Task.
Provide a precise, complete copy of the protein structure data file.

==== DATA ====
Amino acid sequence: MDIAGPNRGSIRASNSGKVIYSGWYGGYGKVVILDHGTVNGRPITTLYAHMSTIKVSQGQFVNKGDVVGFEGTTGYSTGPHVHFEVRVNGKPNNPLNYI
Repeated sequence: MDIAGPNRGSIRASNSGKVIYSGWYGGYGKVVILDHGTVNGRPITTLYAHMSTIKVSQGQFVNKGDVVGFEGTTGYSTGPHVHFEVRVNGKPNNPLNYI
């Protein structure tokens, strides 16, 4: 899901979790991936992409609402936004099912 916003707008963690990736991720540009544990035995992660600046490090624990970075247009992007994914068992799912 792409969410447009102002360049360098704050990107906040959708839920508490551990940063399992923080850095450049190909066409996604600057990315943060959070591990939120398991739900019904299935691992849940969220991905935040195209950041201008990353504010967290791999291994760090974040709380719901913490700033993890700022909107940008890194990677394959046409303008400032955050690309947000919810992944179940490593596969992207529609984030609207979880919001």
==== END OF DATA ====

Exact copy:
Amino acid sequence: MDIAGPNRGSIRASNSGKVIYSGWYGGYGKVVILDHGTVNGRPITTLYAHMSTIKVSQGQFVNKGDVVGFEGTTGYSTGPHVHFEVRVNGKPNNPLNYI
Repeated sequence: MDIAGPNRGSIRASNSGKVIYSGWYGGYGKVVILDHGTVNGRPITTLYAHMSTIKVSQGQFVNKGDVVGFEGTTGYSTGPHVHFEVRVNGKPNNPLNYI
């Protein structure tokens, strides 16, 4: 899901979790991936992409609402936004099912 916003707008963690990736991720540009544990035995992660600046490090624990970075247009992007994914068992799912 792409969410447009102002360049360098704050990107906040959708839920508490551990940063399992923080850095450049190909066409996604600057990315943060959070591990939120398991739900019904299935691992849940969220991905935040195209950041201008990353504010967290791999291994760090974040709380719901913490700033993890700022909107940008890194990677394959046409303008400032955050690309947000919810992944179940490593596969992207529609984030609207979880919001």